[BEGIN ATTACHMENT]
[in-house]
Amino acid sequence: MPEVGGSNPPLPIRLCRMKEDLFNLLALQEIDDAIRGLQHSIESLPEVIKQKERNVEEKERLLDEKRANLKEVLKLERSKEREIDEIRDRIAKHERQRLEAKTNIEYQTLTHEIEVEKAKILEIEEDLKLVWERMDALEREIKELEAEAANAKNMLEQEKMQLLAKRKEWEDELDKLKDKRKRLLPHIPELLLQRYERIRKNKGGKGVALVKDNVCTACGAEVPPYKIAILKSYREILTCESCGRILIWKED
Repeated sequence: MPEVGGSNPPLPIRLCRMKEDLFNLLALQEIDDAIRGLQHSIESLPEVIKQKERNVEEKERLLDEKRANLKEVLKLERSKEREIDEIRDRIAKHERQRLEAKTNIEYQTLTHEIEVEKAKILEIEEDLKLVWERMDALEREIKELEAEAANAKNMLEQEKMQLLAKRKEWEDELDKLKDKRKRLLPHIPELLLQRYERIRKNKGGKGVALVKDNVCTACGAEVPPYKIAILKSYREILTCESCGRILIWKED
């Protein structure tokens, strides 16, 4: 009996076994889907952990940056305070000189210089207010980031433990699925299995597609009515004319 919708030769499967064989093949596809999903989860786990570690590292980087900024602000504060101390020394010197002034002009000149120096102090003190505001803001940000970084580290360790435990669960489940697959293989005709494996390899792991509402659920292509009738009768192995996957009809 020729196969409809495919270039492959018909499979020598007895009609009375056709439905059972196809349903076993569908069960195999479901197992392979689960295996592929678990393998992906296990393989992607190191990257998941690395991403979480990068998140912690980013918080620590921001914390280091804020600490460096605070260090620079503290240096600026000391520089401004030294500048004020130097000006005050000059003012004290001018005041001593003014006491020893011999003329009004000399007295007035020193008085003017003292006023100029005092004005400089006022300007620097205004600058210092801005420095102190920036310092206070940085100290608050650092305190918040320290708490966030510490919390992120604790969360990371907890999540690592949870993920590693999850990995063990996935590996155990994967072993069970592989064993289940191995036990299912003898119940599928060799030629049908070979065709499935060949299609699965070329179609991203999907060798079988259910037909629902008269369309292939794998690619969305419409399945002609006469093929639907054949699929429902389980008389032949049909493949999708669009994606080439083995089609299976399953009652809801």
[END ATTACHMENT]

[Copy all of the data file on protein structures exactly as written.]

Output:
[in-house]
Amino acid sequence: MPEVGGSNPPLPIRLCRMKEDLFNLLALQEIDDAIRGLQHSIESLPEVIKQKERNVEEKERLLDEKRANLKEVLKLERSKEREIDEIRDRIAKHERQRLEAKTNIEYQTLTHEIEVEKAKILEIEEDLKLVWERMDALEREIKELEAEAANAKNMLEQEKMQLLAKRKEWEDELDKLKDKRKRLLPHIPELLLQRYERIRKNKGGKGVALVKDNVCTACGAEVPPYKIAILKSYREILTCESCGRILIWKED
Repeated sequence: MPEVGGSNPPLPIRLCRMKEDLFNLLALQEIDDAIRGLQHSIESLPEVIKQKERNVEEKERLLDEKRANLKEVLKLERSKEREIDEIRDRIAKHERQRLEAKTNIEYQTLTHEIEVEKAKILEIEEDLKLVWERMDALEREIKELEAEAANAKNMLEQEKMQLLAKRKEWEDELDKLKDKRKRLLPHIPELLLQRYERIRKNKGGKGVALVKDNVCTACGAEVPPYKIAILKSYREILTCESCGRILIWKED
């Protein structure tokens, strides 16, 4: 009996076994889907952990940056305070000189210089207010980031433990699925299995597609009515004319 919708030769499967064989093949596809999903989860786990570690590292980087900024602000504060101390020394010197002034002009000149120096102090003190505001803001940000970084580290360790435990669960489940697959293989005709494996390899792991509402659920292509009738009768192995996957009809 020729196969409809495919270039492959018909499979020598007895009609009375056709439905059972196809349903076993569908069960195999479901197992392979689960295996592929678990393998992906296990393989992607190191990257998941690395991403979480990068998140912690980013918080620590921001914390280091804020600490460096605070260090620079503290240096600026000391520089401004030294500048004020130097000006005050000059003012004290001018005041001593003014006491020893011999003329009004000399007295007035020193008085003017003292006023100029005092004005400089006022300007620097205004600058210092801005420095102190920036310092206070940085100290608050650092305190918040320290708490966030510490919390992120604790969360990371907890999540690592949870993920590693999850990995063990996935590996155990994967072993069970592989064993289940191995036990299912003898119940599928060799030629049908070979065709499935060949299609699965070329179609991203999907060798079988259910037909629902008269369309292939794998690619969305419409399945002609006469093929639907054949699929429902389980008389032949049909493949999708669009994606080439083995089609299976399953009652809801």